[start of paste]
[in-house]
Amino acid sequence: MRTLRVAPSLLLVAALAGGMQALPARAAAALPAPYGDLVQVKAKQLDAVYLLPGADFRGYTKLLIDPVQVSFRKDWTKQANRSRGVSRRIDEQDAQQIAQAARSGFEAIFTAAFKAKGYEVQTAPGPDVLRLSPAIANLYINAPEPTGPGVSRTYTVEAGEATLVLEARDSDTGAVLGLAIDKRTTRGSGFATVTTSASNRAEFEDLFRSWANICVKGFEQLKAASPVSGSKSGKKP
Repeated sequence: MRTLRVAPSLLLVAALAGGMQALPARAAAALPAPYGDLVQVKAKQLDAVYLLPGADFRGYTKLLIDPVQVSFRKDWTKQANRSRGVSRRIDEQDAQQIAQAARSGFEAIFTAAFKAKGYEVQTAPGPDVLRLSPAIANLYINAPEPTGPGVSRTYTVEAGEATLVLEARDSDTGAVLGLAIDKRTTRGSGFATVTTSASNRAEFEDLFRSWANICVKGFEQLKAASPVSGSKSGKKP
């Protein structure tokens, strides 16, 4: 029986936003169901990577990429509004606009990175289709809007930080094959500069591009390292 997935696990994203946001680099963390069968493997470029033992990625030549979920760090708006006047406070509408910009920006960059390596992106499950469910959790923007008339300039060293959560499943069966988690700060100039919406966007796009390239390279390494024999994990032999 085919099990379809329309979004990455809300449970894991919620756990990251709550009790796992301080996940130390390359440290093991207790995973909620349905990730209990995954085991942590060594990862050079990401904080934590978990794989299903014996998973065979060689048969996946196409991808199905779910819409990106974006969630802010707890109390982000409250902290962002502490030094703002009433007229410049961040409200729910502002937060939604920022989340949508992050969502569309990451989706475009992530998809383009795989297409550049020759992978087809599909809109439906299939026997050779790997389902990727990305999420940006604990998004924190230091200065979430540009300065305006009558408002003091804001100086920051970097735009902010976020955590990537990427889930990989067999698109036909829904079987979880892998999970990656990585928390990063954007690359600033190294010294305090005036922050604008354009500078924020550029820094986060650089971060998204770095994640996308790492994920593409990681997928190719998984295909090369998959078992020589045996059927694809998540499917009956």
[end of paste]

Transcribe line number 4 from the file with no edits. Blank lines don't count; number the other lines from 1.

């Protein structure tokens, strides 16, 4: 029986936003169901990577990429509004606009990175289709809007930080094959500069591009390292 997935696990994203946001680099963390069968493997470029033992990625030549979920760090708006006047406070509408910009920006960059390596992106499950469910959790923007008339300039060293959560499943069966988690700060100039919406966007796009390239390279390494024999994990032999 085919099990379809329309979004990455809300449970894991919620756990990251709550009790796992301080996940130390390359440290093991207790995973909620349905990730209990995954085991942590060594990862050079990401904080934590978990794989299903014996998973065979060689048969996946196409991808199905779910819409990106974006969630802010707890109390982000409250902290962002502490030094703002009433007229410049961040409200729910502002937060939604920022989340949508992050969502569309990451989706475009992530998809383009795989297409550049020759992978087809599909809109439906299939026997050779790997389902990727990305999420940006604990998004924190230091200065979430540009300065305006009558408002003091804001100086920051970097735009902010976020955590990537990427889930990989067999698109036909829904079987979880892998999970990656990585928390990063954007690359600033190294010294305090005036922050604008354009500078924020550029820094986060650089971060998204770095994640996308790492994920593409990681997928190719998984295909090369998959078992020589045996059927694809998540499917009956």